Oxidative damage also causes injury to blood vessels, making them more likely to catch sticky material and blood. This increases the risk of blood clots and bleeding.

Taking the Right Multivitamin

As found by the researchers in this study, men who were otherwise healthy (i.e. no history of cardiovascular disease or diabetes) were able to reduce their risk of ischemic stroke by taking higher levels of folate and vitamin B12. This finding is supported by other epidemiological and experimental studies on the benefits of folate in preventing ischemic stroke.

But taking any old multivitamin won’t do. There’s another factor at play in the homocysteine pathway: genetics and MTHFR.

A mutation in the MTHFR gene - particularly SNP (single nucleotide polymorphism) C677T not only contributes to elevated homocysteine, but also to the risk of Vitamin B12 deficiency. MTR and MTRR variants are other genetic SNPs which may significantly impact the conversion and absorption of B12 in the body as well as folate and other nutrients.

It’s for this reason that only a bioactive form of folate and vitamin B12 is crucial to overall wellbeing and prevention of chronic disease.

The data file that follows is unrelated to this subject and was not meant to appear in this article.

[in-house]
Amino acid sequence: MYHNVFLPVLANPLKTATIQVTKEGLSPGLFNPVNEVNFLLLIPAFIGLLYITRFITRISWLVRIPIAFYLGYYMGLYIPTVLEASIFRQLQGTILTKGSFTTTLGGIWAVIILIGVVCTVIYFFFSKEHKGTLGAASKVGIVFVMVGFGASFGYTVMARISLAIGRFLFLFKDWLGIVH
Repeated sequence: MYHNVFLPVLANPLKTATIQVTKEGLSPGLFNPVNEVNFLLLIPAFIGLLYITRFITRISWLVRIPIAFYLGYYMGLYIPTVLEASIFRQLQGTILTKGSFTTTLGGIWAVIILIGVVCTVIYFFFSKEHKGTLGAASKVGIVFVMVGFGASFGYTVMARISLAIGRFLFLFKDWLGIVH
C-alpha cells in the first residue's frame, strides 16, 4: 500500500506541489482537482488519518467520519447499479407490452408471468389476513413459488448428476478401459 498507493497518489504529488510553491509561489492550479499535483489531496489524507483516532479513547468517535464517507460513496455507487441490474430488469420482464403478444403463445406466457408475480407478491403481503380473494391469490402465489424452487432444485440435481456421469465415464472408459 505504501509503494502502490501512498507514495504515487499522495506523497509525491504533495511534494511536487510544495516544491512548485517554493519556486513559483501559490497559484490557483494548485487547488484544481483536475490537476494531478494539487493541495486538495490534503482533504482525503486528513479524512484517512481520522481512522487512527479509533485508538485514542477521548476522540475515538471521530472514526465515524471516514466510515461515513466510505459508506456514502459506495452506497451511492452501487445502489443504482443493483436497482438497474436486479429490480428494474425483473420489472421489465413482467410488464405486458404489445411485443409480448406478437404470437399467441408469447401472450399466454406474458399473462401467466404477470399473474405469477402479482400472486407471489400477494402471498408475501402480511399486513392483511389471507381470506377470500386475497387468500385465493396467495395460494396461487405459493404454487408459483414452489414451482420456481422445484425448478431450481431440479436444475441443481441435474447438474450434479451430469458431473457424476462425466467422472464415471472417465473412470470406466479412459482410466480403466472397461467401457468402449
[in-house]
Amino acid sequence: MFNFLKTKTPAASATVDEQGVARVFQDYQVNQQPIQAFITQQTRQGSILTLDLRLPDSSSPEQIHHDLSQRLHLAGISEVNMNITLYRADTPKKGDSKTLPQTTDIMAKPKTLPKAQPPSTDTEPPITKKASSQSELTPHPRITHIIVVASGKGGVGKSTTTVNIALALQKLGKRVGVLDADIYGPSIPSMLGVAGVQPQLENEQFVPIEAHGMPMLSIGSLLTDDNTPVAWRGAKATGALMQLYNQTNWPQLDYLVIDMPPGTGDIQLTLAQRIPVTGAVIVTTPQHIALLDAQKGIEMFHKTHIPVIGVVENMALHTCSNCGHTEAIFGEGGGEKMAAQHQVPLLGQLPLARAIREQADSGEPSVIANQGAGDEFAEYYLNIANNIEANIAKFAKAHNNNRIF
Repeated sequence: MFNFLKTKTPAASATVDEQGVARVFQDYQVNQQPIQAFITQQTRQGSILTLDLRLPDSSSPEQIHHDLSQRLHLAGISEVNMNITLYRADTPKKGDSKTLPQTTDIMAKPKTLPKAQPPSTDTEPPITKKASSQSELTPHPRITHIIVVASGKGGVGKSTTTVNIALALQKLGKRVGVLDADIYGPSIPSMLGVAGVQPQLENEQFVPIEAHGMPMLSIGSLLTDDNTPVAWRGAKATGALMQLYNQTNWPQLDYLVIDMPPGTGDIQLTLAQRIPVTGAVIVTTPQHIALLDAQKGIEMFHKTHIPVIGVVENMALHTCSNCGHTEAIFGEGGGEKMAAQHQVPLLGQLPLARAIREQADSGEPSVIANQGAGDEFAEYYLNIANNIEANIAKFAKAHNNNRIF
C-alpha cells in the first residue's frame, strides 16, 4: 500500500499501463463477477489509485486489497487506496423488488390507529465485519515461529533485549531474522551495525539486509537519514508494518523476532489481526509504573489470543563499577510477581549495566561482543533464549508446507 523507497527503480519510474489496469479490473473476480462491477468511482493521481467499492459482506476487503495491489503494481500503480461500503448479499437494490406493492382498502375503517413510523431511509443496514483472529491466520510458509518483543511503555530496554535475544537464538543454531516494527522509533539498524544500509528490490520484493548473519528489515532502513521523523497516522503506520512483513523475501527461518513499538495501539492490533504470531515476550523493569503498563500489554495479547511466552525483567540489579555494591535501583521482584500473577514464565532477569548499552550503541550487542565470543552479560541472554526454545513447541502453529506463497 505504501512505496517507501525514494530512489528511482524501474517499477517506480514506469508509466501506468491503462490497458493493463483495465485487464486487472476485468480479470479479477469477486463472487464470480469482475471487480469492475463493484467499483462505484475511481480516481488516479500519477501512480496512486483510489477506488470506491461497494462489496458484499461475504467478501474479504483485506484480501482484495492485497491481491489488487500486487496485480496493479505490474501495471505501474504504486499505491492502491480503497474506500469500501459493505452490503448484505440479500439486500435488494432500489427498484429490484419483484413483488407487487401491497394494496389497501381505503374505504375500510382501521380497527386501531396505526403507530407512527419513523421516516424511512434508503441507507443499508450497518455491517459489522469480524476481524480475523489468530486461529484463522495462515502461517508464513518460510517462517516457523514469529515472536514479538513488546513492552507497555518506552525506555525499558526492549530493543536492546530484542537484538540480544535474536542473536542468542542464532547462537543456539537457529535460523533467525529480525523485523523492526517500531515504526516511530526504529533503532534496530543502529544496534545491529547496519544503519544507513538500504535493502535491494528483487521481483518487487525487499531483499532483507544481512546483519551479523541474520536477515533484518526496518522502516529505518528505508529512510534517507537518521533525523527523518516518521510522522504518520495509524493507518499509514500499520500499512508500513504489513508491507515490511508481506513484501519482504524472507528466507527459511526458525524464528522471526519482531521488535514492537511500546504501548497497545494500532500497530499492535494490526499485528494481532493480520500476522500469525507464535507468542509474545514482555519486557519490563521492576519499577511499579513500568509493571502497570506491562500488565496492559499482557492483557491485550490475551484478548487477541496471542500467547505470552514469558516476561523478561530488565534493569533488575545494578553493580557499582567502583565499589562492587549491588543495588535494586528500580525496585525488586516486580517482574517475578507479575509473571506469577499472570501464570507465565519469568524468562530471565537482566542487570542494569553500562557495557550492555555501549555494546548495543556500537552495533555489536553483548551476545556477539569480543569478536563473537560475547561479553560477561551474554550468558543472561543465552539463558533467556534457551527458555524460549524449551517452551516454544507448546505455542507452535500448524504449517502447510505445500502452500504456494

The Importance of Methylfolate

Folate is the natural active form of vitamin B9 in food. Folate is vital to your health no matter what age you are or what stage of life you’re at. It’s required for many different functions within the human body, particularly the production of red blood cells. Folate occurs naturally in many foods such as legumes and leafy greens. 

Deficiency or low levels of folate can be caused by genetics, certain diseases, medications, or by not obtaining folate from your food. 

One of folate’s most crucial roles is in ridding the body of excess homocysteine. Ordinary folic acid supplements will not provide the full spectrum of effects if an individual is unable to convert folate to its biologically active form called 5-methyltetrahydrofolate (5-MTHF) or L-Methylfolate.